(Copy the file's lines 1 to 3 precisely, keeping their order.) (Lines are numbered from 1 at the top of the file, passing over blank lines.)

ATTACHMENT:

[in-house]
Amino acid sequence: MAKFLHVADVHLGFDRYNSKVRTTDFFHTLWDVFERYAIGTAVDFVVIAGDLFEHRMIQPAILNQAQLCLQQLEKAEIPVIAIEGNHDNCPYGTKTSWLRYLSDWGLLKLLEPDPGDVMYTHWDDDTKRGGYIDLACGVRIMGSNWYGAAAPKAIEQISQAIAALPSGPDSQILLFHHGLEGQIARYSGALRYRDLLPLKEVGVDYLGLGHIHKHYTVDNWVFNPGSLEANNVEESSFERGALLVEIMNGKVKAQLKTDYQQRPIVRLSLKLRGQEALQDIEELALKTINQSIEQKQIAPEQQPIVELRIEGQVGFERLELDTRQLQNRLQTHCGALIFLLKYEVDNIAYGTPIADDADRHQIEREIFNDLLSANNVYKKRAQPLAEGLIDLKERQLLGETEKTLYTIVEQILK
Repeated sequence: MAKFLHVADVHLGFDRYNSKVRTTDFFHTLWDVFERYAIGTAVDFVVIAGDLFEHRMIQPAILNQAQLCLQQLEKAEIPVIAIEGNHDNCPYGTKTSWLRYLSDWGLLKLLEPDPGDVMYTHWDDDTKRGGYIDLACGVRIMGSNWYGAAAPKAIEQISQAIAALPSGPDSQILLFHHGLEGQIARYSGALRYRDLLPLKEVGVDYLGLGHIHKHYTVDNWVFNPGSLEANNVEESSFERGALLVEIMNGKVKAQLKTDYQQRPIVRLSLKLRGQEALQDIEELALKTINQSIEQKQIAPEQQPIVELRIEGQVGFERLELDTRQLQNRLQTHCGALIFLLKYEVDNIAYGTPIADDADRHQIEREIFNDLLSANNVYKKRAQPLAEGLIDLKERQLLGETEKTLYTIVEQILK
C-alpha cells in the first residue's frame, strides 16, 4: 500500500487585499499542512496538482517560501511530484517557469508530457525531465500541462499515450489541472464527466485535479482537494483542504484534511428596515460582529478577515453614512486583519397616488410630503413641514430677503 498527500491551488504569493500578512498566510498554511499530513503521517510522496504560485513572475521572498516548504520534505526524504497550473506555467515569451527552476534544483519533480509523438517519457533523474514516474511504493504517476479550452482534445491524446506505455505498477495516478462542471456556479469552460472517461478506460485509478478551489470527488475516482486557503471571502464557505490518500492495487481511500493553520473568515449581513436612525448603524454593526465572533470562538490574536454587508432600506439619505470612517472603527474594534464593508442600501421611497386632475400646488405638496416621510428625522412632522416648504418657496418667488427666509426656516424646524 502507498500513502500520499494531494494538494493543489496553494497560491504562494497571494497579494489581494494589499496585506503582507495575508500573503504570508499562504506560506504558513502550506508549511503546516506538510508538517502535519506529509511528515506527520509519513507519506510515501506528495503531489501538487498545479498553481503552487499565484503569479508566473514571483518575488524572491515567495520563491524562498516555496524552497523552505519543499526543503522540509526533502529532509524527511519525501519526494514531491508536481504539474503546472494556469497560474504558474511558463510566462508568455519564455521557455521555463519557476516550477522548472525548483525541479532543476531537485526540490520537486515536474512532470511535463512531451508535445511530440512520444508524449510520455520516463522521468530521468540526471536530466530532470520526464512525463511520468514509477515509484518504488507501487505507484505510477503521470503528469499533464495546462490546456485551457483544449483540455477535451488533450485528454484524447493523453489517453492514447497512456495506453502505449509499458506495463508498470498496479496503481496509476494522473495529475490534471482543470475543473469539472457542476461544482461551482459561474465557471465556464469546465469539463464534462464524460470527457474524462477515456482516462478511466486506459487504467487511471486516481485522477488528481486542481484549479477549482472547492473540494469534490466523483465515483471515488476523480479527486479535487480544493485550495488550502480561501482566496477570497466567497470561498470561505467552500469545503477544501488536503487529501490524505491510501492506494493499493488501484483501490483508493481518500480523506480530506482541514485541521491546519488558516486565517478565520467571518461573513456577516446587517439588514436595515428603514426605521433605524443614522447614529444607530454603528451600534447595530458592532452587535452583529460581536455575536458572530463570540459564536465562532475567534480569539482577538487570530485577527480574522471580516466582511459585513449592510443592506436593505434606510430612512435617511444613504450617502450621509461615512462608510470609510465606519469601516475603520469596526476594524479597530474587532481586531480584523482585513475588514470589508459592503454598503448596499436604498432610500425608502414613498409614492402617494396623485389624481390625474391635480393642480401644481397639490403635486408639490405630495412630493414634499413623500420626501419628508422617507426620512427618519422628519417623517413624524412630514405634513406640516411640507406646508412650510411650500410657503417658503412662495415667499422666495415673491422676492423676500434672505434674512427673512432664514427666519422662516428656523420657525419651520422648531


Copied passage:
[in-house]
Amino acid sequence: MAKFLHVADVHLGFDRYNSKVRTTDFFHTLWDVFERYAIGTAVDFVVIAGDLFEHRMIQPAILNQAQLCLQQLEKAEIPVIAIEGNHDNCPYGTKTSWLRYLSDWGLLKLLEPDPGDVMYTHWDDDTKRGGYIDLACGVRIMGSNWYGAAAPKAIEQISQAIAALPSGPDSQILLFHHGLEGQIARYSGALRYRDLLPLKEVGVDYLGLGHIHKHYTVDNWVFNPGSLEANNVEESSFERGALLVEIMNGKVKAQLKTDYQQRPIVRLSLKLRGQEALQDIEELALKTINQSIEQKQIAPEQQPIVELRIEGQVGFERLELDTRQLQNRLQTHCGALIFLLKYEVDNIAYGTPIADDADRHQIEREIFNDLLSANNVYKKRAQPLAEGLIDLKERQLLGETEKTLYTIVEQILK
Repeated sequence: MAKFLHVADVHLGFDRYNSKVRTTDFFHTLWDVFERYAIGTAVDFVVIAGDLFEHRMIQPAILNQAQLCLQQLEKAEIPVIAIEGNHDNCPYGTKTSWLRYLSDWGLLKLLEPDPGDVMYTHWDDDTKRGGYIDLACGVRIMGSNWYGAAAPKAIEQISQAIAALPSGPDSQILLFHHGLEGQIARYSGALRYRDLLPLKEVGVDYLGLGHIHKHYTVDNWVFNPGSLEANNVEESSFERGALLVEIMNGKVKAQLKTDYQQRPIVRLSLKLRGQEALQDIEELALKTINQSIEQKQIAPEQQPIVELRIEGQVGFERLELDTRQLQNRLQTHCGALIFLLKYEVDNIAYGTPIADDADRHQIEREIFNDLLSANNVYKKRAQPLAEGLIDLKERQLLGETEKTLYTIVEQILK